Do not leave without a visit to hotspots such as RouRou for Vietnamese- styled blouses and dresses, floral bags and knitted sweaters all designed and made in Japan. The pretty designer is Japanese, an ex-model who ventured into fashion design. There is also 2002HaiShang, which opened five years ago. An old-world aura hangs over this beautifully decorated two-level shop with a glass exterior. Designer Xu's exquisite and intricate Cheongsams, scarves and coats have designs that are one-of-a-kind and not available in flagship stores. Inside a quaint courtyard lies Iseya, a Kimono and hand- embroidered accessories shop that uses fabrics that reflect the “Japanese beauty of art”. The shop, which retails the traditional obi and Kimono, has recently launched a new brand-line a year ago, designing bags and purses using traditional Japanese patterns and designs. Local designer apparel la vie, designed by Jenny Ji, also has a shop here in Taikang Road. Another franchise store is ShirtFlag, which provides T-shirts with graphics and designs that takes a retrospective look at Chinese propaganda art and mixes it with modern cultural icons and pop culture references. Then there is Seven which lies along Taikang road. This clothes and accessories shop opened by Kikki and Bobo, two friendly Shanghainese jewelry crafters, carries an array of Australian and imported jewelry.

InSH which stands for “In SHanghai” also caught my eye. Situated at a corner, this shop is a breath of fresh air especially for those looking for alternative souvenirs and gifts to take home. Their products include uniquely printed T-shirt designs, bags, shoes, buttons, cards as well as stationary with the InSH logo design. Another shop called Few also offers to visitors both local and Australian handmade Gemstone jewelry and accessories. One interesting souvenir to take home would be this tie made from Zhuanghua Gauze with Gold-threaded Peacock Feather Dragon material. This fabric is a replication of the Emperor's Imperial Robe which Wanli Emperor of the Ming Dynasty wore. It took 5 years for replication with the resumption of the weaving technology of Zhuanghua gauze which had been lost for more than 300 years.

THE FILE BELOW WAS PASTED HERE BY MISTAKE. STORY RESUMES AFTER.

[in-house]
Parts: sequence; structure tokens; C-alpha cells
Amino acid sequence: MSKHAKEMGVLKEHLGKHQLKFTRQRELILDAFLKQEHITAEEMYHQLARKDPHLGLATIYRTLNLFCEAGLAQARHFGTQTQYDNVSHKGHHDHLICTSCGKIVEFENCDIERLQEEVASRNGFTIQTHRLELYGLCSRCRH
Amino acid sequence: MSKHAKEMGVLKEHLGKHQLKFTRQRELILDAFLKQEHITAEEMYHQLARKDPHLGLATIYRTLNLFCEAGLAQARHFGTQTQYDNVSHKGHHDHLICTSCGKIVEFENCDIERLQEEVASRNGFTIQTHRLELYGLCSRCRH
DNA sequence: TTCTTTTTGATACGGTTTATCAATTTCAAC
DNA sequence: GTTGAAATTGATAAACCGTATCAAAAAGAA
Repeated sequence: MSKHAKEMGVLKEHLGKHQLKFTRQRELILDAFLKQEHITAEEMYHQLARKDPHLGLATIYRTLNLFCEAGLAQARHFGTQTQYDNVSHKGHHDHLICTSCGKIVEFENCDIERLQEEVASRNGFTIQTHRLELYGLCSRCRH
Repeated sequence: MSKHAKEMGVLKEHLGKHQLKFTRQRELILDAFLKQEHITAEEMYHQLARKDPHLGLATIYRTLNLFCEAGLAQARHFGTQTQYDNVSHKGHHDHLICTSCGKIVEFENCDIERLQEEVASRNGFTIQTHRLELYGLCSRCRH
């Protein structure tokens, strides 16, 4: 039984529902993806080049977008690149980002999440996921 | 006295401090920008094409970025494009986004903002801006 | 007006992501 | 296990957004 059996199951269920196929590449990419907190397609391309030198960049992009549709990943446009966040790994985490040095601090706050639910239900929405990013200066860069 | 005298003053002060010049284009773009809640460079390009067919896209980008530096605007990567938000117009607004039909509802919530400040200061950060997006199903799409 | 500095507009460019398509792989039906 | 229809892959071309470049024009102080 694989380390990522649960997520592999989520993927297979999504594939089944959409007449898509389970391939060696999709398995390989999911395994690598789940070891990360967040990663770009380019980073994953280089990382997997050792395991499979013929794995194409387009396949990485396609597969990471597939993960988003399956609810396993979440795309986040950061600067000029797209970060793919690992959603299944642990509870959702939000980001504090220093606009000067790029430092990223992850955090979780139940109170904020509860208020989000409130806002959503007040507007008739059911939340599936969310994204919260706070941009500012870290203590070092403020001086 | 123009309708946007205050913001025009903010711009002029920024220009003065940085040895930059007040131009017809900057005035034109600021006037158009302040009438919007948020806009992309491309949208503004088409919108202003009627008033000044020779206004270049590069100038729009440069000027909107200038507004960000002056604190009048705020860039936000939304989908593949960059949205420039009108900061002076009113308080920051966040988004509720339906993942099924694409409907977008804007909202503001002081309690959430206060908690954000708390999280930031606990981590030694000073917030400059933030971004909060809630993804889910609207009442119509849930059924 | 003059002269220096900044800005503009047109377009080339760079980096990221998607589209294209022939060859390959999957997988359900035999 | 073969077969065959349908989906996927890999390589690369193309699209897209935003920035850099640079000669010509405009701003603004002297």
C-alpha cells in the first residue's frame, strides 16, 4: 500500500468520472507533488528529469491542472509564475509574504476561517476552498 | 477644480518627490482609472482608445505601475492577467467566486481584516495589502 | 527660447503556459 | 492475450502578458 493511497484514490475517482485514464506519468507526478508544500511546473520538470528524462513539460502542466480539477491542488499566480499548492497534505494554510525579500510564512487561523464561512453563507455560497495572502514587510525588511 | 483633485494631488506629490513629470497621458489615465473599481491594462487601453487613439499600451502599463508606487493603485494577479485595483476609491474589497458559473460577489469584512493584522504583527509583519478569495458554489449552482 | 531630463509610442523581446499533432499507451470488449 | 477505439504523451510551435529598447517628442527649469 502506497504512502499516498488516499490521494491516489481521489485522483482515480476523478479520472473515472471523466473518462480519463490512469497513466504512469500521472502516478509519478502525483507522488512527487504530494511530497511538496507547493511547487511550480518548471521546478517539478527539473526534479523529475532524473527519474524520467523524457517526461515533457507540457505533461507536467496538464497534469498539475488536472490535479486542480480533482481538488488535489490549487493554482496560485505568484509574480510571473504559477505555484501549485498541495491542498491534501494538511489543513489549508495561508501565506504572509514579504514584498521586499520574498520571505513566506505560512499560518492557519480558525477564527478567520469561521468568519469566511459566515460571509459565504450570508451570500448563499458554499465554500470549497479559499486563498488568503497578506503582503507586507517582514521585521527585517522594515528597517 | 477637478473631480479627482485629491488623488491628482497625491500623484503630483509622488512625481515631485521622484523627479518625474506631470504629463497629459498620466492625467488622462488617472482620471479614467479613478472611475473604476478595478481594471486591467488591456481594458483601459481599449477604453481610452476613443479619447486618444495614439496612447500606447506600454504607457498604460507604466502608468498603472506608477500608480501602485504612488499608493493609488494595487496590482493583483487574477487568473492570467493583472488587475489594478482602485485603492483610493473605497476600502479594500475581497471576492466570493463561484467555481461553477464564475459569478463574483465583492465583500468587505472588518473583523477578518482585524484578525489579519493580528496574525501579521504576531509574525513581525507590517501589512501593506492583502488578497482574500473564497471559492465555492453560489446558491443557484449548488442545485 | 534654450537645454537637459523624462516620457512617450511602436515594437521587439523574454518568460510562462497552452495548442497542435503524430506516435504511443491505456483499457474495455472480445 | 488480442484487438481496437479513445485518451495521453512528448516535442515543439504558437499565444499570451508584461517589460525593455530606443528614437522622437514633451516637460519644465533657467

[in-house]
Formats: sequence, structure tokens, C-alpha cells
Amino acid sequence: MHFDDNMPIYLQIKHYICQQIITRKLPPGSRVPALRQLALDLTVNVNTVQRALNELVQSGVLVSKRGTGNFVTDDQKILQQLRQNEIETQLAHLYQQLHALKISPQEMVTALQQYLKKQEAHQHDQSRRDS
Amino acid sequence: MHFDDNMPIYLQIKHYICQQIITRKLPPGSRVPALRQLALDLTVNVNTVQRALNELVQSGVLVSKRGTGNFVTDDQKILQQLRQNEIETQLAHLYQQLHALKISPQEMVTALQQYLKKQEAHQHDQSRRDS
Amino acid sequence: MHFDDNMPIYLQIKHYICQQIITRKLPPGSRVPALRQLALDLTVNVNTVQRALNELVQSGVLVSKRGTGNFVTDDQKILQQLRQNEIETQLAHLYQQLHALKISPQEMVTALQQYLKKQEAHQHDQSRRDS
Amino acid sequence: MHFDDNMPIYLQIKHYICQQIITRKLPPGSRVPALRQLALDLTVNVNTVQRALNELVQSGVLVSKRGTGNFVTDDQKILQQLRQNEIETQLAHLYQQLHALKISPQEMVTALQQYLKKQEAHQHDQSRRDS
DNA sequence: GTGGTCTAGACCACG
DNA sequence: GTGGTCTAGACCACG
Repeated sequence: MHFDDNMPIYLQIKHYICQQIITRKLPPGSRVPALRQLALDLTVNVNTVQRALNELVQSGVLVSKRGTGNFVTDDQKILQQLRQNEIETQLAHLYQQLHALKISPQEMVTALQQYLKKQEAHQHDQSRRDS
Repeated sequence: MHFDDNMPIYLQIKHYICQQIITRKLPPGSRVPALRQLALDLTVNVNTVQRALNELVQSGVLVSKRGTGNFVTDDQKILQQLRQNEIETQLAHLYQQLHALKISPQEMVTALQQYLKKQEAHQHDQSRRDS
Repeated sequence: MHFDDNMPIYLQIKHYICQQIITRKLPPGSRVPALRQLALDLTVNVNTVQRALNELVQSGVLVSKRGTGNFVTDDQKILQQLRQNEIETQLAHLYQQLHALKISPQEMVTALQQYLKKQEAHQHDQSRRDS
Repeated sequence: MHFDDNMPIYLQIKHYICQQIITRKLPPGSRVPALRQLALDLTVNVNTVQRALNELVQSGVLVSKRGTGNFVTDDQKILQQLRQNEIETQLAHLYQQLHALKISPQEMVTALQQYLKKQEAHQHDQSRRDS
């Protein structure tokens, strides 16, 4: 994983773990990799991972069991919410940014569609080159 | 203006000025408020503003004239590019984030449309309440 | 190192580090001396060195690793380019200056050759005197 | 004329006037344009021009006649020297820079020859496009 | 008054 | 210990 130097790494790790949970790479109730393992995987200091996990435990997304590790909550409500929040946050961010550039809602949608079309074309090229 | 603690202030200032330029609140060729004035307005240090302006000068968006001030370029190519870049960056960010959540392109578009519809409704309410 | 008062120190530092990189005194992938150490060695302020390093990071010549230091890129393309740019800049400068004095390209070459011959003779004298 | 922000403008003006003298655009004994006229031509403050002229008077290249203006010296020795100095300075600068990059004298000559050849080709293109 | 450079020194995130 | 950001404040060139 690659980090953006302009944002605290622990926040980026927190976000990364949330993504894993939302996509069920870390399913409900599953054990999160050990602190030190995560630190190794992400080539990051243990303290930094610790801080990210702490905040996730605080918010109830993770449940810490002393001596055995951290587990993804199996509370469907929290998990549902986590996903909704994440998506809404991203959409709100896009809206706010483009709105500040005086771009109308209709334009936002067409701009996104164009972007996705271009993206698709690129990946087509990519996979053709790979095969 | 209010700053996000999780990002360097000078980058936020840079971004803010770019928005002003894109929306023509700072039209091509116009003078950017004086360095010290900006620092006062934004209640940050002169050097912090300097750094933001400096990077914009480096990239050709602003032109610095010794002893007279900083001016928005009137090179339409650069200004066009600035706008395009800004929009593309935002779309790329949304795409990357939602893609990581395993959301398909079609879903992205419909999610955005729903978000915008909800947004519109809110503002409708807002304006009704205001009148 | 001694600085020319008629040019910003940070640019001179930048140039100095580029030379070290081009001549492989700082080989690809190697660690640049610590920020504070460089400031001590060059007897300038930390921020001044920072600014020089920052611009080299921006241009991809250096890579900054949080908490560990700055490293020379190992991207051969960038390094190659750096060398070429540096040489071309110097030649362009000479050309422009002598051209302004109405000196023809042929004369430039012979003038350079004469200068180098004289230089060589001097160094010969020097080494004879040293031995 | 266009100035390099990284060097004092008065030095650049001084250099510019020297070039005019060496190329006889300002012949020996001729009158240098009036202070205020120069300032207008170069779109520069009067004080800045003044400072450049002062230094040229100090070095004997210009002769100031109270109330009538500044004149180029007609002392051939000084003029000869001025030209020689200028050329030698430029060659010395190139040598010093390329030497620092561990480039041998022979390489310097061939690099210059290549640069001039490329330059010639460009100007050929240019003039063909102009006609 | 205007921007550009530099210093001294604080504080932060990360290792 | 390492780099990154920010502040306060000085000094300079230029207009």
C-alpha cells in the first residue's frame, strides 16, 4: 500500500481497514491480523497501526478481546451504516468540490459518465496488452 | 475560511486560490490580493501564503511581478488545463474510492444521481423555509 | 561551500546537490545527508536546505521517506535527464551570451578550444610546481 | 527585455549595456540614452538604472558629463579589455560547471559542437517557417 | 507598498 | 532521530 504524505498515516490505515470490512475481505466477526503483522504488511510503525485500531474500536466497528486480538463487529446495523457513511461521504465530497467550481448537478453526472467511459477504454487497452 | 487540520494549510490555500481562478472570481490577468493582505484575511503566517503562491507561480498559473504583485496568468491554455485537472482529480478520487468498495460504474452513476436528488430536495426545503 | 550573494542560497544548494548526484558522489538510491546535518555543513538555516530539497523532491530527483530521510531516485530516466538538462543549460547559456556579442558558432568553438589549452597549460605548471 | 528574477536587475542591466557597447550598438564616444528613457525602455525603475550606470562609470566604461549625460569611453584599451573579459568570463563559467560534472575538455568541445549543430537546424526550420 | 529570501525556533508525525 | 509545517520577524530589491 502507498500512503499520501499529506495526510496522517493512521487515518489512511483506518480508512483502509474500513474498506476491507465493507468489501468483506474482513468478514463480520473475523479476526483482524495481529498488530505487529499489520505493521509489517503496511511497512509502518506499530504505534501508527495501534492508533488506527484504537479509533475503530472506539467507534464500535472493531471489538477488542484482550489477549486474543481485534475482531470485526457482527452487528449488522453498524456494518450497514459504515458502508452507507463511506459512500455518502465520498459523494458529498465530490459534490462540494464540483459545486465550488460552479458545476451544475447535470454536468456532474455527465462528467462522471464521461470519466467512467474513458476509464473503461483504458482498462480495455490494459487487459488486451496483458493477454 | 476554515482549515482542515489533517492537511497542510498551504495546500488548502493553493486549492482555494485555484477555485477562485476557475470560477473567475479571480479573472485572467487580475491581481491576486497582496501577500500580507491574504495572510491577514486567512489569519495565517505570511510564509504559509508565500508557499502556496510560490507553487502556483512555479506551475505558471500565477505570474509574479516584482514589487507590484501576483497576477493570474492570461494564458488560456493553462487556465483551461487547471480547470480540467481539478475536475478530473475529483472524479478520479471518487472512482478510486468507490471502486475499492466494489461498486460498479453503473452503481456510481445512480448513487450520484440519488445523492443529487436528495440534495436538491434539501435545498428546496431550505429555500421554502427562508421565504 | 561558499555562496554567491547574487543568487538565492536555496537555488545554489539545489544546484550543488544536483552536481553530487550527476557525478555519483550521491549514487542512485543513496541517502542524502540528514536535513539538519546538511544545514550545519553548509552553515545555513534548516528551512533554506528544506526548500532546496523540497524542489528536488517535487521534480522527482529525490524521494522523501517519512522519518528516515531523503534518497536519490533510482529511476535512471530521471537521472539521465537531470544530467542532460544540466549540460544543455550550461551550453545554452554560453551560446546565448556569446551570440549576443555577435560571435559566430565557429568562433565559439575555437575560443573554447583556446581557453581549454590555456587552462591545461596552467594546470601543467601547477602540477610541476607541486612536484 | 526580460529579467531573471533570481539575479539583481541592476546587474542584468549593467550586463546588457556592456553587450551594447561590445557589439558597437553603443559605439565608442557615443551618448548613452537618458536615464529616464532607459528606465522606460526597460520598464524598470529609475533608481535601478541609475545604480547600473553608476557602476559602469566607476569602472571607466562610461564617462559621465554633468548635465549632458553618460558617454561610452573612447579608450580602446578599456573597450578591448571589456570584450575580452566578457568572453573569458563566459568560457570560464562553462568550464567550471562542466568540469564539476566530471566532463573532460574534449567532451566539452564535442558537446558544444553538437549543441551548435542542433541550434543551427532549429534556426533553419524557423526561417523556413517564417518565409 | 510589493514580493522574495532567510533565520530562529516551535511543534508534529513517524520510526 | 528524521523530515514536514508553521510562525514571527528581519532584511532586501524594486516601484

After all that shopping, you can unwind in the charmingly quaint cafeteria, Kommune, sip a latté, have Panini, surf the net and watch the world go by. For something more authentic, there are small but whimsical shops selling tea leaves and various designs of oriental tea sets and ornaments. Do head down to E.D.Tea and Mido if you are a collector of oriental tea pots or just to enjoy a cup of hot tea freshly brewed by the owner herself. As China is the home country of tea, your experience in China would not be complete without savoring a cup of Chinese tea. Like Chinese silk and china, tea has become synonymous worldwide with refined culture. As it has been for centuries, this simple gesture of offering a cup of tea to a guest is a fundamental social custom to the Chinese people. As an ancient Chinese poem writes, "When a guest comes to my home from afar on a cold night, I light bamboo to boil tea to offer him."

To a shopaholic in Shanghai, getting a good bargain is definitely priority. However, there are times when one can get a high from chancing rare and exclusive finds, or by walking around aimlessly and admiring beautiful window displays. Sometimes, it is the joy of random exploring that makes the experience all the more enjoyable. You might come to realize that Shanghai is a great walking city because many of its real treasures are un-touted.

Taikang Road with its tiny alleyways barely visible on the map is a treasure trove you would not want to miss. If you want to make the most out of your shopping trip, remember to wear comfortable shoes. In fact, walking might well become your favorite free activity here.


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Editor: Julius from Mildchina